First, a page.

Remember what slender Ca II H chromospheric filbrils are? Dr. Shahin Jafarzadeh, from the Rosseland Center for Solar Physics (University of Oslo, Norway), explains everything about the waves they support and their magnetic fields.
Magneto-hydrodynamic (MHD) waves are often presented as a principal mechanism allowing the transfer of energy and momentum throughout the solar atmosphere. These waves can be identified in various magnetic structures, including slender Ca II H fibrils which are believed to map the magnetic fields in the low solar chromosphere.
The figure above shows a dense forest of slender bright fibrils near a small solar active region as seen in high-quality narrowband Ca II H images recorded by the SuFI instrument onboard the 1-m SUNRISE balloon-borne solar observatory. On the right, phase speeds in an example slender Ca II H fibril indicate the existence of propagating MHD (transverse) waves. The curves in panels (a)–(e), whose centroids are depicted by the red triple-dot–dashed lines, show the displacement of the fibril along the series of cuts marked in the upper panel. The wave propagation in the fibril is indicated by the green lines.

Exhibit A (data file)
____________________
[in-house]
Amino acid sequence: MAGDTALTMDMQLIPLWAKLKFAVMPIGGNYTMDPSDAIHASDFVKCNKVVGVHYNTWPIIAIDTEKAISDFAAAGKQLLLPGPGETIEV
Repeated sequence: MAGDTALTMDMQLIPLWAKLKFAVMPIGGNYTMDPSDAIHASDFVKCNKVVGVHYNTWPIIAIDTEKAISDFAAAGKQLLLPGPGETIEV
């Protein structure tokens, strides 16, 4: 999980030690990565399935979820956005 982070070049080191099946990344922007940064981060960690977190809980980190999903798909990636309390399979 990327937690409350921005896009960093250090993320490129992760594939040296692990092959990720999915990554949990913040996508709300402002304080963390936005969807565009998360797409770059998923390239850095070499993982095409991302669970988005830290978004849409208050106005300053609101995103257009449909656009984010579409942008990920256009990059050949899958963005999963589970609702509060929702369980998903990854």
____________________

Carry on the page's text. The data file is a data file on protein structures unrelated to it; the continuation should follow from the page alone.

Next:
These fibrillar structures are believed to manifest magnetic fields at chromospheric heights. The figure below shows a comparison of the slender Ca II H fibrils and the magnetic topology derived by extrapolation of the photospheric field from high-resolution magnetograms simultaneously observed with SUNRISE/IMaX. An inside view of the magnetic canopy (i.e., the magnetic field lines lying over a region with weaker field) is illustrated on the right, from a viewing angle shown by the arrow.
The detection of tiny, bright thread-like structures in the low solar chromosphere requires very high-spatial resolution observations. The advanced optics and measuring instruments of the future 4-m European Solar Telescope - EST will enable us to identify many of these small-scale fibrillar structures and study both their magnetic fields and the various kinds of MHD waves they support.
For more information, see Jafarzadeh et al. 2017, ApJS, 229, 11.